There are several alternate PDF pipelines available to attach to a domain instead of the default PDF pipeline. The Default Conversion Option is designed to have only one PDF pipeline attached to a domain at a time; do not attach several alternate PDF pipelines to the same domain. The following table lists the PDF pipelines with a description of each (choose the one that best matches your needs).

PDF PipelineDescription
PDF ConversionThis is the default pipeline. It is set up to extract the most out of the text in PDF files, concentrating more on structure than page layout. It is not optimized for page layout fidelity.
PDF Conversion (Page Layout)This pipeline preserves the page layout fidelity as closely as possible. It converts the PDF file on a page-by-page basis, producing a new element for each page. This can make it difficult to render logical parts of the document together, unless they correspond to page breaks, but makes it easy to process the document one page at a time. You cannot do the docbook processing (with the DocBook Conversion pipeline) when using this pipeline.
PDF Conversion (Page Layout with Reblocking)This pipeline attempts to preserve more exact rendering of content then the default PDF pipeline, while making it more feasible to extract and render logical subunits instead of just pages. It is possible to lose some page-layout fidelity with this pipeline compared withe the Page Layout pipeline. This pipeline requires more processing time than the others.
PDF Conversion (Page Layout, Image Batching)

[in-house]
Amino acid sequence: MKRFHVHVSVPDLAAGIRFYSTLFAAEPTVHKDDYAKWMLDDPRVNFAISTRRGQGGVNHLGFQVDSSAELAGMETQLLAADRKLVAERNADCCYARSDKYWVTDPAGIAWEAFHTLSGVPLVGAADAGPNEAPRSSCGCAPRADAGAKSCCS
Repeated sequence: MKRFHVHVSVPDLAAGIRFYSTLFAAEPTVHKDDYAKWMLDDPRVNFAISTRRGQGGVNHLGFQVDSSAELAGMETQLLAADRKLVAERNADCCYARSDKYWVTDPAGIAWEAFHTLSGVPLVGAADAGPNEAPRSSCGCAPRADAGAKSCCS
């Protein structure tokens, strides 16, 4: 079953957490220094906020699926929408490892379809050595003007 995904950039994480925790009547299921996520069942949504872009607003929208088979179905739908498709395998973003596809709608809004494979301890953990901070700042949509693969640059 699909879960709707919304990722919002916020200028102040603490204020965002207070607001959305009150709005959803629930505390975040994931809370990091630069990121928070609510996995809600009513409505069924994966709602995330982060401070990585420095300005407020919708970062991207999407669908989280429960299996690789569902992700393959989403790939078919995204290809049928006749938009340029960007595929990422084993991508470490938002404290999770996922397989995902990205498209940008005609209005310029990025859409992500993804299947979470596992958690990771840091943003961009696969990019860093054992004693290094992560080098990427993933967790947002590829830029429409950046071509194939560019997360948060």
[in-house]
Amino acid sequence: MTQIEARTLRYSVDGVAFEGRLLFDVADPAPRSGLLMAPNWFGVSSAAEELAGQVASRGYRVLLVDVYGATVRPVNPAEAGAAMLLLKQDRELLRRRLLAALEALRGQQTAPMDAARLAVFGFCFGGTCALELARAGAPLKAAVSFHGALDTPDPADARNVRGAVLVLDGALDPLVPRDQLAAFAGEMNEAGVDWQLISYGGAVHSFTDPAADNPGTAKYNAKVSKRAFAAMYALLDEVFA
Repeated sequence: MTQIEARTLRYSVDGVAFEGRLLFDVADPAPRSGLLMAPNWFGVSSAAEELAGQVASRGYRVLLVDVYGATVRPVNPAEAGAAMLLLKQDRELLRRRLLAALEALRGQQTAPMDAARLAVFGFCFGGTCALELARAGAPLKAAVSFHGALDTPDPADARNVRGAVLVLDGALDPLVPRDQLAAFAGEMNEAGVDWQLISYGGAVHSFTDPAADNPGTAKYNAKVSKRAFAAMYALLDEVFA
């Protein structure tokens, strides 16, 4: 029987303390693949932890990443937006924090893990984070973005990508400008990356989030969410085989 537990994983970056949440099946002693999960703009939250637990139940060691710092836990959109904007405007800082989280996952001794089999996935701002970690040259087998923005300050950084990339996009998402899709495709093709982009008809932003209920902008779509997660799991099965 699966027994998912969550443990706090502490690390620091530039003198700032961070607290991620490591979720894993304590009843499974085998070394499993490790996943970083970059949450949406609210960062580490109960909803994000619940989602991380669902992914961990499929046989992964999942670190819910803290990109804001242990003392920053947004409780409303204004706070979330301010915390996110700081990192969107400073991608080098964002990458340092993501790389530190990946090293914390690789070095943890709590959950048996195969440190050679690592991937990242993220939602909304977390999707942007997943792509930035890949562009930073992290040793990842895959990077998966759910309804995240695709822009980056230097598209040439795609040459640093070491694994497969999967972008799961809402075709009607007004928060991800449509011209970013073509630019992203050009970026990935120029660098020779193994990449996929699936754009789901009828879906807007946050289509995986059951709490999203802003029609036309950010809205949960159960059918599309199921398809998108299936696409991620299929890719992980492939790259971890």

This pipeline preserves the page layout fidelity as closely as possible, and also batch-processes images. It converts the PDF file on a page-by-page basis, producing a new element for each page. This can make it difficult to render logical parts of the document together, unless they correspond to page breaks, but makes it easy to process the document one page at a time. You cannot do the docbook processing (with the DocBook Conversion pipeline) when using this pipeline.

This pipeline is intended to minimize the memory requirements when converting PDF documents containing many large images (for example, scanned PDF files). The overall processing time will increase, however, because of the additional image extraction steps. You can adjust the batch-size parameter to tune memory needs against overall throughput. This pipeline is useful for page-layout conversion of very large PDF documents with many large images.

PDF Conversion (Image Batching)This pipeline performs the extraction of the default pipeline and also extracts images in batches, increasing the overall processing time but decreasing the memory usage. You can adjust the batch-size parameter to tune memory needs against overall throughput. This pipeline is useful for default conversion of very large PDF documents with many large images.